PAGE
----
Risk analysis

Many things contribute to eating disorders. We know that genetics is a big cause. We know that anxiety and mood disorders put you at a higher risk. We know that you are more likely to get sick if you are female or live in a Western culture. And we also know that any form of dieting or malnutrition can cinch the deal.

So. There's that.

But there's also a lot that we don't know. A new study in the Archives of Pediatric and Adolescent Medicine called "Family, Peer and Media Predictors of Becoming Eating Disordered"* looks scientifically at some common cultural factors related to binge eating and purging.

What they found was this (according to a press release):

During 7 years of follow-up, 10.3 percent of the girls and 3 percent of the boys started to binge eat or purge at least once a week. Slightly more girls started to purge (5.3 percent) than binge eat (4.3 percent), while binge eating was more common than purging (2.1 percent vs. 0.8 percent) among boys. Only a small proportion of boys and girls engaged in both binge eating and purging.

Although girls under age 14 whose mothers had a history of an eating disorder were almost three times as likely than their peers to start purging at least once a week, "maternal history of an eating disorder was unrelated to risk of starting to binge eat or purge in older adolescent females," the authors write. "Frequent dieting and trying to look like persons in the media were independent predictors of binge eating in females of all ages. In males, negative comments about weight by fathers was predictive of starting to binge at least weekly."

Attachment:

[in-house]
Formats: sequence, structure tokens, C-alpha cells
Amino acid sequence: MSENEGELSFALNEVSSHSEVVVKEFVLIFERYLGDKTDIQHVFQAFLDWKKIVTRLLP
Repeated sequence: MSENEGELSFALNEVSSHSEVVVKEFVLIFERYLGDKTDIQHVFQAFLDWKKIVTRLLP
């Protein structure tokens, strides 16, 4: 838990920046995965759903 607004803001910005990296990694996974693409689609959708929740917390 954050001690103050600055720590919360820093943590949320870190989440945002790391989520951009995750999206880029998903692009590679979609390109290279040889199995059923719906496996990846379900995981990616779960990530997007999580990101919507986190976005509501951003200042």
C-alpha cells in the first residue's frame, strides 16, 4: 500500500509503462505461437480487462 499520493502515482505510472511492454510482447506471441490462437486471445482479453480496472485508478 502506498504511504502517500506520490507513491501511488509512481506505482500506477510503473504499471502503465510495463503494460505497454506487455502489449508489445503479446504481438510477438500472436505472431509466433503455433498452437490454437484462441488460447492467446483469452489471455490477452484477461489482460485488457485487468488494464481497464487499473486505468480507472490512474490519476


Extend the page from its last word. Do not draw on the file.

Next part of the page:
"Our results suggest that prevention of disordered eating and eating disorders may need to be age- and sex-specific. Efforts aimed at females should contain media literacy and other approaches to make young persons less susceptible to the media images they see," the authors conclude. "In addition, programs for females should focus more on becoming more resilient to teasing from males, whereas programs for males should focus on approaches to becoming more resilient to negative comments about weight by fathers."

Or, instead of blaming the fathers, we should encourage ALL parents to teach healthy eating and prevent dieting.

*You'll need a copy of Adobe Acrobat to read the paper in full.

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I'm a science writer, a jewelry design artist, a bookworm, a complete geek, and mom to a wonderful kitty. I am also recovering from a decade-plus battle with anorexia nervosa. I believe that complete recovery is possible, and that the first step along that path is full nutrition.

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Have any questions or comments about this blog? Feel free to email me at carrie@edbites.com



nour·ish: (v); to sustain with food or nutriment; supply with what is necessary for life, health, and growth; to cherish, foster, keep alive; to strengthen, build up, or promote



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